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Facebook 'black' list: who you can't talk about and write about so that you don't get blocked

Facebook has compiled a "black list" of people and organizations that cannot be written about on social networks. Otherwise, you will be blocked, informs 9th channel.

Photo: Shutterstock

Journalist Sam Biddle has posted screenshots of the complete list with minor corrections and notes.

He also received internal Facebook instructions to allow moderators to determine which posts to delete and which users to block.

The Black List is made up of over 4 individuals and groups, including politicians, musicians, writers, charities and long-dead historical figures.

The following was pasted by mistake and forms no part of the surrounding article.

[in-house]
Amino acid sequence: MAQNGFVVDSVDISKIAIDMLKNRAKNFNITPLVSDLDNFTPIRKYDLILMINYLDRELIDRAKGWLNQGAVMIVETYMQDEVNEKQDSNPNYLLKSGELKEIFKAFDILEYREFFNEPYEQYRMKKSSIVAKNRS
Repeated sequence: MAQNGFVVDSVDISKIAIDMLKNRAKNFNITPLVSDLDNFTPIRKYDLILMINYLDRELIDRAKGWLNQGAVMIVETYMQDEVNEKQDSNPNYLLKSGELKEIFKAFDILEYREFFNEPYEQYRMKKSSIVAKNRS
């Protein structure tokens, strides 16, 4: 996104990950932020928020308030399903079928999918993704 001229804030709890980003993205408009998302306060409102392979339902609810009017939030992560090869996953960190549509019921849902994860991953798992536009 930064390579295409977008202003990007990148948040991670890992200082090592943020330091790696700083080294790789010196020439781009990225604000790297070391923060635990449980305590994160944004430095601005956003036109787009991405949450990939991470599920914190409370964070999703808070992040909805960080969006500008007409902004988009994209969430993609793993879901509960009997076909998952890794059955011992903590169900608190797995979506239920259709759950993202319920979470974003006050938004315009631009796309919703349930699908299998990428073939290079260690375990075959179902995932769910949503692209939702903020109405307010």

Such a system unevenly restricts communities under the guise of countering terrorism, analysts say. In particular, almost everyone on the list is considered a threat to the United States or its allies.

More than half of the names belong to suspected foreign terrorists, with about a thousand entries taken from the U.S. Treasury Department's sanctions list.

The black list can be found here.

According to current policy, Facebook is less likely to remove comments about predominantly white anti-government militias than it does about groups and individuals called terrorists from the Middle East, South Asia, or Muslim communities.

There is also a lot of pressure on users who are believed to be members of violent criminal organizations, which are predominantly black and Hispanic.

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Prohibited individuals and organizations are categorized into hate, crime, terrorism, paramilitary movements, and violent non-state actors.

They are organized into a system of three levels according to the rules published by Facebook in June of this year, each of which corresponds to restrictions of varying severity.